Eventually, Paramount acquiesced. Hitchcock would film the picture on the Universal Studios backlot, which was considered a bargain basement studio at the time. He would use his much cheaper Alfred Hitchcock Presents Crew. And he would film it in black and white. Paramount would only have to distribute and promote the film. It was important for Alfred to get approval from Paramount, because he couldn’t make a film elsewhere and he felt that waiting until a more favorable Paramount executive came on board or for his contract to expire would allow someone else to snap up the property. This would be his chance to be ahead of the game yet again.
Monday, June 22, 2020
Alfred Hitchcock’s most successful and iconic film was arguably Psycho. The suspenseful film ended up inspiring almost every horror film that came afterwards.
By 1959, Alfred Hitchcock had become a much sought after director. He had a hit television show, Alfred Hitchcock Presents and had directed some of the most critically acclaimed films of the 1950’s. Signed to Paramount Pictures, he had final cut on all of his pictures and could make most any film he wanted. In 1959, the film he most wanted to make was Psycho.
Psycho, by Robert Bloch, was inspired by the grisly serial killer Ed Gein. Gein committed numerous grisly murders, cutting off the body parts of his victims and using their skin to make macabre “leather” products. Gein’s crimes shocked and horrified the world. Bloch, inspired by the crimes, chose to write a book about a young man who hid unspeakable secrets and was isolated from the world. Bloch was certain that Hollywood would be interested in adapting his book into a motion picture and shopped it around Tinseltown.
Hollywood’s response, however, was to declare the book unfilmable. Bloch was rejected by every single studio, though the book landed in the hands of Alfred Hitchcock’s secretary who thought her boss might be interested in it. It turned out that he was. Hitchcock immediately optioned the book and began making plans to adapt it for the big screen. Unfortunately for him, getting the picture made would be an uphill battle.
Sunday, June 21, 2020
Saturday, June 20, 2020
Friday, June 19, 2020
Warner Brothers was undoubtedly shocked when it saw the first cut of Gremlins. The slightly scary family film they thought they were getting was a full fledged horror picture with comedic touches. The licensees were definitely not going to be happy. While director Joe Dante didn’t have final cut on the film, he answered to Steven Spielberg and his production company and the only restriction placed on them was to bring in a PG film. Warner Brothers could have pressured Spielberg, but he was a hot commodity and they were loathe to make him mad. The last chance they had to get a less violent film was in the hands of the MPAA. If they gave it an R, Spielberg would have no choice but to order the picture be recut.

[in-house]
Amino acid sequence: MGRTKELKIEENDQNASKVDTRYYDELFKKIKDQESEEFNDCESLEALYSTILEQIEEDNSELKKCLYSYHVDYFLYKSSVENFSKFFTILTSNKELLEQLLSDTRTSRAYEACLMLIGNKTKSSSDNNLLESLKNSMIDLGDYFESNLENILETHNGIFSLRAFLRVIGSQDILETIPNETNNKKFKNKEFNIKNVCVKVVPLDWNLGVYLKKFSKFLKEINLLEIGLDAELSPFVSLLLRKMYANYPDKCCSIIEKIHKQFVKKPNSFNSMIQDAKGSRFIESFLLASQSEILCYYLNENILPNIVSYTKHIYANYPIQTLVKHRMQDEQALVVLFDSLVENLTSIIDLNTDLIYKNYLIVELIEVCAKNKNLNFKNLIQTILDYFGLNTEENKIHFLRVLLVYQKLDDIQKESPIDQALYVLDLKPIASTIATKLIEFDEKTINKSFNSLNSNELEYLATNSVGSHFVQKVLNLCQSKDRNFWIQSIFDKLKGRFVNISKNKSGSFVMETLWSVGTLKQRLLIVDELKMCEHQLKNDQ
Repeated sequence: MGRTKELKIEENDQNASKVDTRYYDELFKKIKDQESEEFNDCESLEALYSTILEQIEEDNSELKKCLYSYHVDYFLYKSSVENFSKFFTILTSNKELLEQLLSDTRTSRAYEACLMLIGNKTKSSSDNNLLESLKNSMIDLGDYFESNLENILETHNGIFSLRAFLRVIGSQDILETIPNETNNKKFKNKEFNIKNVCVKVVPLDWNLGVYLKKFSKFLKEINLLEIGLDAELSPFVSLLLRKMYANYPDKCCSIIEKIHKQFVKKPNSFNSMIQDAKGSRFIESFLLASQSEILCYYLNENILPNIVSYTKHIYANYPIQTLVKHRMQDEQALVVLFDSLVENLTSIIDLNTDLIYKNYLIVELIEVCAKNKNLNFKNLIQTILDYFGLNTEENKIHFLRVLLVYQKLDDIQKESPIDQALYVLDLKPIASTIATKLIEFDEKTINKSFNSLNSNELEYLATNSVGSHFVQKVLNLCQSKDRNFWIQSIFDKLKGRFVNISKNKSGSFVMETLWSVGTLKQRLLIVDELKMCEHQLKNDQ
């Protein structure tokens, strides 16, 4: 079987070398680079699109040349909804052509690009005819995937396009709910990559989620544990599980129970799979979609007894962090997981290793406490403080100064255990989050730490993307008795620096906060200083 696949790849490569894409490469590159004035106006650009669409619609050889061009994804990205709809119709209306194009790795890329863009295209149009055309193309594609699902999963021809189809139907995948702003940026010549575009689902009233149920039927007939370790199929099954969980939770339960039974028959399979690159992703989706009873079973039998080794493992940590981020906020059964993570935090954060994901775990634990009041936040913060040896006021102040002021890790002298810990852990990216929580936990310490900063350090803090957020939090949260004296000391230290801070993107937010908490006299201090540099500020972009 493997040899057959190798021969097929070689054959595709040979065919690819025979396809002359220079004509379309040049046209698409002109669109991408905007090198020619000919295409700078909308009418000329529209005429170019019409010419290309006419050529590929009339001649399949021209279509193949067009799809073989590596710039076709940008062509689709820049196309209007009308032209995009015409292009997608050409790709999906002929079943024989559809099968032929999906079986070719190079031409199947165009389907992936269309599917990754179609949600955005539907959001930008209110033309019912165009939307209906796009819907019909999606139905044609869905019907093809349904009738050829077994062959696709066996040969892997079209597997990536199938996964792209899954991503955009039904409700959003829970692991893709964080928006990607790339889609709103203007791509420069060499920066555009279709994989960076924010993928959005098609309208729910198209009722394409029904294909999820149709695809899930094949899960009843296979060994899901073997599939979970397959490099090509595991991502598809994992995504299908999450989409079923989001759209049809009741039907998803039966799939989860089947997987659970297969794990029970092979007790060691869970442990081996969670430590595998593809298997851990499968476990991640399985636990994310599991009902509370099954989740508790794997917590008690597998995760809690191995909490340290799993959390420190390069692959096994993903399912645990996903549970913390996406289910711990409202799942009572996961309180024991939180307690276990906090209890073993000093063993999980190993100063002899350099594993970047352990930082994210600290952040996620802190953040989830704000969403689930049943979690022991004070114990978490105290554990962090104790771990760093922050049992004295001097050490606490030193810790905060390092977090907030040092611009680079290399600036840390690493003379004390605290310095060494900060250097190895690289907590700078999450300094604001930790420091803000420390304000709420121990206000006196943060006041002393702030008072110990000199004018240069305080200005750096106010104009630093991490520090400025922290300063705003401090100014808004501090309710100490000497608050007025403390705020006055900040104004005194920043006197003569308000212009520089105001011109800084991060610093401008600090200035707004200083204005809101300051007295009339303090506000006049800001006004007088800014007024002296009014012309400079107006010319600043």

The MPAA provided no help in that regard. The film was given a PG. The picture went out on the same weekend as Ghostbusters and it was most likely seen as the more family friendly film released that weekend. The studio’s promotion and marketing had put the adorable Gizmo front and center. That’s why many people were shocked at some of the films’ violent scenes. That controversy, however, did little to dampen enthusiasm for the film. It was a monster success and its merchandise flew off the shelves.
The negative reaction to the violence in this and another Spielberg produced film- Indiana Jones and the Temple of Doom- led to a re-evaluation of the ratings system and resulted in the creation of a new rating- PG-13- that could be used for films deemed too intense for those younger than 13 years of age but not quite deserving of an R.
Thursday, June 18, 2020
While Joe Dante was making his horror film, Warner Brothers set about finding licensees who would be willing to produce merchandise tied to Gremlins. When the licensees saw the cute Gizmo, they lined up to slap him on just about anything.
Even toilet paper.
When Spielberg’s mega hit E.T. hit theaters there was not much merchandise on store shelves. Universal and toy manufacturers rushed to remedy this problem, though much of the merchandise was produced after the initial craze began to subside. E.T. had been a hard sell to licensees before the film was released because he wasn’t seen as being particularly cute. That was a mistake since his merchandise still sold quite well once it was produced. Nobody was willing to pass up the opportunity this time, especially since Gizmo was so adorable.
While some of the licensees did have some reservations about the actual gremlin character designs, they still went forward with putting them on merchandise. It probably wouldn’t be too risky- after all, how scary could a film with little Gizmo be?
Warner Brothers would not be caught off-guard when it came to merchandise. Kids would be able to march out of the theaters and into the stores to get instant gratification, taking a plush Gizmo (or two) home with them. Warner Brothers would be caught off-guard by the anger over the violence in the film, however. The controversy would lead to big changes in Hollywood.
Wednesday, June 17, 2020
As pre-production began on Gremlins, it almost seemed as though everyone believed they were making a different film. Director Joe Dante and the cast were making a horror picture that was slightly comedic. Steven Spielberg and his Amblin Entertainment seemed to believe the film was more of a comedy with horror elements. As for Warner Brothers, they saw the adorable Gizmo and saw a family film with some scary elements in it.
While it might seem bizarre that the three groups had gotten such different ideas about the film, it’s not so farfetched when one considers the script. It didn’t spend too much time vividly describing the horror elements. Warner Brothers was especially calm since Steven Spielberg had eliminated the most gruesome death scene that would have taken place in a McDonald’s and decreed that Gizmo would remain alive and a hero until the end. They just assumed that Dante would stage the scary scenes with a soft touch and wouldn’t provide too many production notes or supervision because they didn’t want to annoy Spielberg. These assumptions would stir up a wasp nest of controversy later on.